The assessed value and tax total of any property in the County is available to you. You can look at this information provided you have the legal description of the property. This information is available on a computer that is located in the main hall of the County office, and can be used by anyone during County business hours.
If you would like more detailed information about the assessment of your property, an Assessor can provide it to you at anytime.
Owner information is protected under the Freedom of Information and Protection of Privacy Act, and is not available.
What can I do if I disagree with my assessment?
First, please give a call to our Assessment Department (403-335-3311 or toll free 877-264-9754) to discuss your concerns, or send an email to the following individuals:
- Oil and Gas/Linear - Please contact Mike Kreiger (ext 111) - email@example.com
- Residential/ Commercial/ Industrial - Please contact Adam Martin (ext 141) - firstname.lastname@example.org
- Residential/Commercial - Please Contact Sheldon Farrell (ext 229) - email@example.com
- All of the above - Please contact Manager of Assessment Services Steve Nedoshytko (ext 132) - firstname.lastname@example.org
If there is valid evidence that your assessment information is not correct, we will update it immediately. Our staff would be pleased to answer any questions you may have, and we will make every effort to address your concerns.
If, after the Assessment Department has explained your assessment, and you still have unresolved issues, you may file a complaint with the Assessment Review Board (ARB). It must be filled within 60 days from the date your assessment notice was mailed which is on your assessment notice. The ARB has the authority to review your assessment and make amendments when appropriate. The ARB is can hear evidence as to whether your property is assessed accurately and on an equitable basis with similar properties. Please note that taxes cannot be appealed to the Assessment Review Board.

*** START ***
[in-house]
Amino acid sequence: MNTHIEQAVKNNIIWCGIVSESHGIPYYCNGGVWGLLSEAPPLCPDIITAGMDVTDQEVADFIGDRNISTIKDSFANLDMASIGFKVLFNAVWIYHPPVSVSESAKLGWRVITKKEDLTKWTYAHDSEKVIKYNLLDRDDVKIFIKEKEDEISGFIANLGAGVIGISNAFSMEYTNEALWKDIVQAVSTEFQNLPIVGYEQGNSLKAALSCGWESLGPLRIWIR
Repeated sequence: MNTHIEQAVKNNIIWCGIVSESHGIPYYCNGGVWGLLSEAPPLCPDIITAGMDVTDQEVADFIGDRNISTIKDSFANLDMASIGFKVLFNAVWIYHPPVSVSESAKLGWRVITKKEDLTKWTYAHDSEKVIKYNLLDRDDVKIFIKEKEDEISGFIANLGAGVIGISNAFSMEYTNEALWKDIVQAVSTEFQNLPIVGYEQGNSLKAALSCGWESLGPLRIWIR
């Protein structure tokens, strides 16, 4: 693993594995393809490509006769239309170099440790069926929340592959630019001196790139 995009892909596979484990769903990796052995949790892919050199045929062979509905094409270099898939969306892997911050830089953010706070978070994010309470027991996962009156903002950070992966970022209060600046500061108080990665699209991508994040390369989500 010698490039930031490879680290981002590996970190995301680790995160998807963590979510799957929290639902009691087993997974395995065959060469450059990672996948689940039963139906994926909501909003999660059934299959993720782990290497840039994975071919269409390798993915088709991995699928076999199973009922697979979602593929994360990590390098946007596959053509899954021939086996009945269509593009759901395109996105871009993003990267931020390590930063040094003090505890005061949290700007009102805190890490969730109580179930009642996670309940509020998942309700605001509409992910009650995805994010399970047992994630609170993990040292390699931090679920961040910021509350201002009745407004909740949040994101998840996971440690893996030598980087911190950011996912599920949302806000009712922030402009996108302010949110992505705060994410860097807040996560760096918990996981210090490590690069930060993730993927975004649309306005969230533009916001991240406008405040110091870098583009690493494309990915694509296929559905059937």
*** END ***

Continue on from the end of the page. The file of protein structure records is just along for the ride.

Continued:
Fees for Complaints are:
- Residential / Farmland Per parcel - $50.00
- Commercial / Industrial (based on assessment value)
- Less than $500,000 Per parcel - $100.00
- $500,000 - $999,999 Per parcel - $300.00
- $1,000,000 - $4,999,999 Per parcel - $500.00
- $5,000,000 and over Per parcel - $650.00
Assessment complaints must be accompanied with the above fee otherwise they will not be considered a valid assessment complaint. If an assessment complaint is successful the complaint fee will be refunded.
Provincial legislation outlines how property assessment complaints must be made. The complaint must be submitted on an approved Assessment Review Board Complaint Form.
Taxes are payable on or before September 15th, regardless of any assessment under complaint.
- A complaint must be in writing.
- A complaint must explain why the complainant thinks that the information shown on the assessment notice is incorrect.
- A complaint must include the mailing address of the complainant.
- A complaint cannot be accepted after the "Final Date for Complaint". (Found on the top left corner of your assessment notice)
- A complaint must be addressed to the attention of the "Clerk of the Assessment Review Board" and mailed to the County address (Mountain View County, PO Bag 100, Didsbury, Alberta, T0M 0W0.